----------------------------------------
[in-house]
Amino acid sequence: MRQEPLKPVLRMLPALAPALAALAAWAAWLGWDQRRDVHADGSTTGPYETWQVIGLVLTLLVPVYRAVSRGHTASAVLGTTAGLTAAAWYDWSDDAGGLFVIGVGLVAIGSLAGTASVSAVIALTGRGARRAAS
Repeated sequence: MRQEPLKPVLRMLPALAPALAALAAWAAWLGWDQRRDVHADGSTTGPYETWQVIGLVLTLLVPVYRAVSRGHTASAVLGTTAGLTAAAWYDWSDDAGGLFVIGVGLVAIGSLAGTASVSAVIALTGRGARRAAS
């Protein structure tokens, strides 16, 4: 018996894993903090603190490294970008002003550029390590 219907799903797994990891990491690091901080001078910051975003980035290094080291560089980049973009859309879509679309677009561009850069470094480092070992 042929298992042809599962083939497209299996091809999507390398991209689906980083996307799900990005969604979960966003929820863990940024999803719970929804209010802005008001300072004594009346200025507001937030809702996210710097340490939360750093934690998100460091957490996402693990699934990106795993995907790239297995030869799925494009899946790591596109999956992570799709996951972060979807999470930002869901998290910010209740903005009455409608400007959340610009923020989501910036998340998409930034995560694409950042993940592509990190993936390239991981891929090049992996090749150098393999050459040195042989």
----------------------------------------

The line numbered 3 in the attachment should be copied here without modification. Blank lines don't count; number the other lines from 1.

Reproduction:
Repeated sequence: MRQEPLKPVLRMLPALAPALAALAAWAAWLGWDQRRDVHADGSTTGPYETWQVIGLVLTLLVPVYRAVSRGHTASAVLGTTAGLTAAAWYDWSDDAGGLFVIGVGLVAIGSLAGTASVSAVIALTGRGARRAAS